My daughter Halley and I ended our New Zealand trip with a visit to Queenstown. This is my favorite place in New Zealand and I will always spend a few days here. During the previous couple weeks, we had experienced some rain but also some balmy days, so you can imagine our surprise when we awoke on that first morning to snow.
I couldn’t wait to get outside. We had planned to drive to Arrowtown but now had some doubts. Our host said the storm had knocked down power lines and Arrowtown had been hit hard. Still, I was itching to be off. I hadn’t seen this much snow in years. I wasn’t going to sit indoors and let it melt.
Arrowtown, just a few miles from Queenstown, is a former gold mining site. The nearby Arrow River still may have some gold in it, but I wasn’t successful when I tried to pan it. These days the gold is in the form of tourism and I was happy to contribute my share. First, I had to get there. My daughter is a California girl, so I drove. The snow had melted on the highway, but we did see some trees down. The heavy snow was too much for all the spring foliage. Heavy snow or not, it looked great to me.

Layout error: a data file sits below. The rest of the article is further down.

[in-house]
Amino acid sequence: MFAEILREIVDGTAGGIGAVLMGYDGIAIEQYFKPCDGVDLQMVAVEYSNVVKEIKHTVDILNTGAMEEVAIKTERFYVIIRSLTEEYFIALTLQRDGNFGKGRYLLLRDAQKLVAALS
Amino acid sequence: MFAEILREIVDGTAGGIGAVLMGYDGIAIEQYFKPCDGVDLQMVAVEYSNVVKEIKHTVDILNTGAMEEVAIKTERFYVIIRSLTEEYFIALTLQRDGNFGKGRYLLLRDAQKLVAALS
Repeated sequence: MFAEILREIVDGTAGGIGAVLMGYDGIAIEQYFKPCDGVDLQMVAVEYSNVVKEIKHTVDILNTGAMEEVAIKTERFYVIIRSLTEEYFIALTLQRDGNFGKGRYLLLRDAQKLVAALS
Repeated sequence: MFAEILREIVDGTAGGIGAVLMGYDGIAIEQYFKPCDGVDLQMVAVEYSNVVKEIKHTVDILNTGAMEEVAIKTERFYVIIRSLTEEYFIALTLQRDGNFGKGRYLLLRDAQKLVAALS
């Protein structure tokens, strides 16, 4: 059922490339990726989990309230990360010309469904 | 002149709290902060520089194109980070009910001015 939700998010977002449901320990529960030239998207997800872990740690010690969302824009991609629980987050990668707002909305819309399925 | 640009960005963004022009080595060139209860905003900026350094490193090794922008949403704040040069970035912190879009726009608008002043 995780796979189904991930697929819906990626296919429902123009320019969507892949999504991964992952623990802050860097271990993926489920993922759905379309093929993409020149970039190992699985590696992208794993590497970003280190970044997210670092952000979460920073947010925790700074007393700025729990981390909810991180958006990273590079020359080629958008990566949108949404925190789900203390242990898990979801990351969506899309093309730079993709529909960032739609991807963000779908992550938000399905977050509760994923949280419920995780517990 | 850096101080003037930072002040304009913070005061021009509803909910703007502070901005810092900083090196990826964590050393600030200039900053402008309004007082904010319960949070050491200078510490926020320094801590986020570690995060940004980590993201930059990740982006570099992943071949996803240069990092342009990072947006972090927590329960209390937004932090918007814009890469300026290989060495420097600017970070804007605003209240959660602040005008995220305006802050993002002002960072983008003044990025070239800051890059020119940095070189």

I shot the above image about 10:00 in the morning. The world was awake and folks were starting to get out and about. Tourists hadn’t yet arrived and it was nice to have the place to ourselves. We shopped and looked around and chatted with people about the storm. While in one store we were startled when the lights went out. After a few minutes the power was restored and business went on as usual.
Arrowtown is such a quaint little spot. There are lots of places to shop for gold, jewelry, and of course woolen goods. One can always find something made of merino in New Zealand. We had a chance to pick up some bargains too. I love the irony of this sign.
Many stores had container gardens filled with tulips and other flowers. The Spring Flower festival was only a couple of days away! Now the flowers had been buried by snow.
I couldn’t resist all these forlorn posies nor the outdoor seating for cafes. A surprisingly dense snow covered tables, bicycles and fences. In the following shot, snow filled the awning and sunny days seemed far away.
I suppose most people come to photograph the restored cottages but I will save the buildings for another day. For me the delight of Arrowtown on this particular morning wasn’t the historic past, but the wonderland present. It was a delightful and slushy morning.